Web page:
Thursday, August 25, 2011

110 Cartridges

I sent in six rolls of film, including three 110 cartridges I have been shooting with since July. Film speed for 110 was originally set by a physical difference in the cartridge. If the tab on the far right was short, then it was fast film. I think that means asa400 as seen in the lower cartridge marked Kodacolor 400. In later years, fast film came in long tab, slow cartridges, like the more recent (2002) Kodak Gold asa400.
110 film cartridges, Andrew D. Barron©8/17/11
My minolta 110 zoom slr has a mechanism to select between fast and slow film. However, the Gold asa400 is in a long tab, slow cartridge. Luckily there is an exposure adjustment on the camera. I set the exposure to -2, since asa100 is the default speed. Film speeds are more like a denominator, so half of 1/100 is 1/200 (-1), and half again, 1/400 (-2) is where I set it.

Continuing on with my dslr-like images from the little P6000 by adding a 1.7x tele adapter and a +1 closeup filter. This is repeat; no adapters here, and below with 1.7x tele and +1 close up filter.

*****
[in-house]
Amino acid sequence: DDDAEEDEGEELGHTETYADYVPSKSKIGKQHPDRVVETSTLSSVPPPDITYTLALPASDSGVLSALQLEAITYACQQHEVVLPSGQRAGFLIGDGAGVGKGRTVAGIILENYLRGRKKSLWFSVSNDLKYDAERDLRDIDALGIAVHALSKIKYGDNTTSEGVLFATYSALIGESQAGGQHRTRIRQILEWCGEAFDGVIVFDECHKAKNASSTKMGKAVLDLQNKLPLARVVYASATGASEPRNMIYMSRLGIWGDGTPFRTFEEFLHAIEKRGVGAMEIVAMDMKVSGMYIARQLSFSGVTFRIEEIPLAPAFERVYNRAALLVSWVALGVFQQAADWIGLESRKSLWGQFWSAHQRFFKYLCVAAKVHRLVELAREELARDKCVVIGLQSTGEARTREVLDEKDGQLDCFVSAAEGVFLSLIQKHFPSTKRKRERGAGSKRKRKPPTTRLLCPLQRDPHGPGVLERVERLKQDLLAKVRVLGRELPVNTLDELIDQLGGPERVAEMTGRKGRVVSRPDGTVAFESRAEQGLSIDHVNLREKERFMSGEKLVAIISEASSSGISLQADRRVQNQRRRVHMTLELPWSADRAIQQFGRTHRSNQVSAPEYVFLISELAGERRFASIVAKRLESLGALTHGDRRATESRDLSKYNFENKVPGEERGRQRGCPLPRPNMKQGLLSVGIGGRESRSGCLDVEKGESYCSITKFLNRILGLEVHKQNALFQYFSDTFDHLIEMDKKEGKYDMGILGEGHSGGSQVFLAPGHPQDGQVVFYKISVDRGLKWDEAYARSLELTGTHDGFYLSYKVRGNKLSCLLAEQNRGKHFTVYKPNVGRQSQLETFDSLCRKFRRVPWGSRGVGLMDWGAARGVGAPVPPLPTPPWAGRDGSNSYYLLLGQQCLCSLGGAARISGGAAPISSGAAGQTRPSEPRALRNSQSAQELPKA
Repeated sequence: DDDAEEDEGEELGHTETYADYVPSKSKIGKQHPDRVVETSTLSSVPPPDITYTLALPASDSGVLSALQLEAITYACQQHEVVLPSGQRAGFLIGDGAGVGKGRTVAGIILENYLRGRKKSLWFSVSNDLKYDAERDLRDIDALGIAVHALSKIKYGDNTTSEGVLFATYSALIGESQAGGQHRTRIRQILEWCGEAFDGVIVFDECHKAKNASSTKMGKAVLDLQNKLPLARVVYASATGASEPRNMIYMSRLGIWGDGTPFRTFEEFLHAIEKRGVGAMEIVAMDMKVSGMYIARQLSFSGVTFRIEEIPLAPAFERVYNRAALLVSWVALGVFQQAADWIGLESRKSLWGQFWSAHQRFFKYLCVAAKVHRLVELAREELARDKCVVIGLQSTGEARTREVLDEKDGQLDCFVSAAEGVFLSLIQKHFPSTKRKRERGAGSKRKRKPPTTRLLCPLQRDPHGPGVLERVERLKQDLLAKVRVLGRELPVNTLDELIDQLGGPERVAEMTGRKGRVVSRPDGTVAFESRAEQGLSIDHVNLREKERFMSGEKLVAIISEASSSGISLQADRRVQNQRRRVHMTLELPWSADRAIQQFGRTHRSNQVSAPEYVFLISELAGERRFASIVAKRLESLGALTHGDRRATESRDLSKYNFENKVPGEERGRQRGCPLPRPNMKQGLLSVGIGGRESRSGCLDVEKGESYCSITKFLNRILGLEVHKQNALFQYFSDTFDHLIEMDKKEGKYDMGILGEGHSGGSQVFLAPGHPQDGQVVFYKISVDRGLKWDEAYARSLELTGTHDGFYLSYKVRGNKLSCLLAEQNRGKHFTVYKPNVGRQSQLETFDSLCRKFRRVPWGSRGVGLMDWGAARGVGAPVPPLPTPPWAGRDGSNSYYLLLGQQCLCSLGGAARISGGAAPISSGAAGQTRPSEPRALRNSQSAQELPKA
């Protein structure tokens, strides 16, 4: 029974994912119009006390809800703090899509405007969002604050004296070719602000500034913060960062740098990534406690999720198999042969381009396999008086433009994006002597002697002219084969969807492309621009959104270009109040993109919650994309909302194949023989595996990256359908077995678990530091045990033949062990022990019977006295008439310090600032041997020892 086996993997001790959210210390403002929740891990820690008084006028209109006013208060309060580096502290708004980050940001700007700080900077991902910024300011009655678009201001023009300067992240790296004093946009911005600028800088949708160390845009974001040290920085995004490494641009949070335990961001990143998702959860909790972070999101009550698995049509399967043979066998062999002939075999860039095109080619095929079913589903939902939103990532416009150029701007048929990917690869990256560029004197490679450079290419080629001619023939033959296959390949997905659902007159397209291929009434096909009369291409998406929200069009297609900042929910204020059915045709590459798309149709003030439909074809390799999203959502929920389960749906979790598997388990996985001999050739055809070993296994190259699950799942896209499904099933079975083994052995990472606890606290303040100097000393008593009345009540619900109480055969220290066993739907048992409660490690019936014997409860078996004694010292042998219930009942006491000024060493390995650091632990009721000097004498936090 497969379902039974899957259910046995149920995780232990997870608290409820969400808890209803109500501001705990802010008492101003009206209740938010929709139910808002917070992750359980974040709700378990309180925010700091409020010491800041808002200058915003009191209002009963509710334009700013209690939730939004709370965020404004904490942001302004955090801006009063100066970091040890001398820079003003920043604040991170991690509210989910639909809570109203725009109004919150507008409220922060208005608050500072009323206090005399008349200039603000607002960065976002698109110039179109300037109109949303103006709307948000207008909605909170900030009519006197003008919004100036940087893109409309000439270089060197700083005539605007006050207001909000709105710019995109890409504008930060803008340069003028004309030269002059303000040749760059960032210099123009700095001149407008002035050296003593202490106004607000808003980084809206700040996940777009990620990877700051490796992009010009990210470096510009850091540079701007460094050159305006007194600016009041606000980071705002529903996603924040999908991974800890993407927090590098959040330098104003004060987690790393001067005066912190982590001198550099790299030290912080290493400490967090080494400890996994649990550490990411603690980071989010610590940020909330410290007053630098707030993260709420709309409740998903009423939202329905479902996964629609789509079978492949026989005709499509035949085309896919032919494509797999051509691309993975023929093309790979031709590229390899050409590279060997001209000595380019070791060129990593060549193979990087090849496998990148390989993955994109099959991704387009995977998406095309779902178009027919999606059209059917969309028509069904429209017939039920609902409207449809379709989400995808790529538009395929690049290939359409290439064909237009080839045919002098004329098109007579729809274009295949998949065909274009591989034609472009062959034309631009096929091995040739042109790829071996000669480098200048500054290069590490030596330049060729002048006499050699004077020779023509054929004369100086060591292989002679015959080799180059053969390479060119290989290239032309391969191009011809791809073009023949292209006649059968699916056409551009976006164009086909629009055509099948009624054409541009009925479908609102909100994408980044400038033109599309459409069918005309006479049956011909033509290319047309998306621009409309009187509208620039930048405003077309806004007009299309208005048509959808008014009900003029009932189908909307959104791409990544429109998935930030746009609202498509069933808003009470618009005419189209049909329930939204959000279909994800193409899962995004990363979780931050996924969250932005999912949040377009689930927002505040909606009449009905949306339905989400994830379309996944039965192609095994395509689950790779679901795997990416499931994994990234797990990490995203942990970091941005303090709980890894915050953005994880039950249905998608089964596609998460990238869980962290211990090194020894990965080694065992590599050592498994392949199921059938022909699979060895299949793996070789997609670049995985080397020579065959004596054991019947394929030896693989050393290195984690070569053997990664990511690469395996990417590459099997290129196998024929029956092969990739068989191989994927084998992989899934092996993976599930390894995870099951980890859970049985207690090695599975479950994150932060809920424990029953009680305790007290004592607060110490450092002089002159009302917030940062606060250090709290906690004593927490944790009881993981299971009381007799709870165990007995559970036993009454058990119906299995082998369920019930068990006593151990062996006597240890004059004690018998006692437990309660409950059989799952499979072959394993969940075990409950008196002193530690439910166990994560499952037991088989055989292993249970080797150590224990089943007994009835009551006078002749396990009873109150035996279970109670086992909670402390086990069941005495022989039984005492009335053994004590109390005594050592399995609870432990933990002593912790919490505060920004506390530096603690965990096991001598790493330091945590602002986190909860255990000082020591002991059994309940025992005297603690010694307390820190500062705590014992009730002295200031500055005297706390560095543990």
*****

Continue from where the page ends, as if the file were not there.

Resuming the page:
Flower, 1.7x and +1 closeup filter, Andrew D. Barron©8/23/11
Here, some dust steals the scene:
Table, 1.7x and +1 closeup filter, Andrew D. Barron©8/23/11
The light was beautiful last night (8/23), and I like this unusual depth of field on this type of camera. Sure sure, I should just get a $2000 dslr and be done with it. But that wouldn’t be very much fun.
Kiwi plant, 1.7x and +1 closeup filter, Andrew D. Barron©8/23/11
I went north to catch sunset. Afterwards, here south of Sisters Rocks a few miles (infrared), I noticed the interference pattern of incoming wave sets.
Interference patterns in ocean waves, Andrew D. Barron©8/23/11
For the last two nights, 10-20 minutes after sunset there have appeared crepuscular rays in the sky. On this night, the same thing appeared above the Czech Republic.
Sunset over the pacific with crepuscular rays, Andrew D. Barron©8/23/11

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